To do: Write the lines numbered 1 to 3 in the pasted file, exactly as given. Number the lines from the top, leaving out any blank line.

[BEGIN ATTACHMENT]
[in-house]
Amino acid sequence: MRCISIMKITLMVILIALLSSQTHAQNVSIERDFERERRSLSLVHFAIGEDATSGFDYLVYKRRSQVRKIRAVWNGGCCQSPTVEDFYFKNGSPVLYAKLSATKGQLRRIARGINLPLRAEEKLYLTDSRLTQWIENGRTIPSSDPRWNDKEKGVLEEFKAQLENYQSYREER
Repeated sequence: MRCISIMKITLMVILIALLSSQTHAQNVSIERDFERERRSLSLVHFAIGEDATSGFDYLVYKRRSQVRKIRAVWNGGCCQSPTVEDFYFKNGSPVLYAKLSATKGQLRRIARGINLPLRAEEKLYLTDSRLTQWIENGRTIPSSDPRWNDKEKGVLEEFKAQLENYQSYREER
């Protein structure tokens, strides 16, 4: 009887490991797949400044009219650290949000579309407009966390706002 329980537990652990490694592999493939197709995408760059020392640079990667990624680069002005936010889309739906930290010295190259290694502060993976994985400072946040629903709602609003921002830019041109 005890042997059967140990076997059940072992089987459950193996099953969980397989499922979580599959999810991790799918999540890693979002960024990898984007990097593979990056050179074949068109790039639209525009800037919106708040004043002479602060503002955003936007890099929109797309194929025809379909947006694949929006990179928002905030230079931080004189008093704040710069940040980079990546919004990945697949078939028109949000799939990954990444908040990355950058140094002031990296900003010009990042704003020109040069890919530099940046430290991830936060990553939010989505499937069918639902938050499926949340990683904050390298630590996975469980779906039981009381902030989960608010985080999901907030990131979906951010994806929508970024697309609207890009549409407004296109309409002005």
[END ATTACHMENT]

[in-house]
Amino acid sequence: MRCISIMKITLMVILIALLSSQTHAQNVSIERDFERERRSLSLVHFAIGEDATSGFDYLVYKRRSQVRKIRAVWNGGCCQSPTVEDFYFKNGSPVLYAKLSATKGQLRRIARGINLPLRAEEKLYLTDSRLTQWIENGRTIPSSDPRWNDKEKGVLEEFKAQLENYQSYREER
Repeated sequence: MRCISIMKITLMVILIALLSSQTHAQNVSIERDFERERRSLSLVHFAIGEDATSGFDYLVYKRRSQVRKIRAVWNGGCCQSPTVEDFYFKNGSPVLYAKLSATKGQLRRIARGINLPLRAEEKLYLTDSRLTQWIENGRTIPSSDPRWNDKEKGVLEEFKAQLENYQSYREER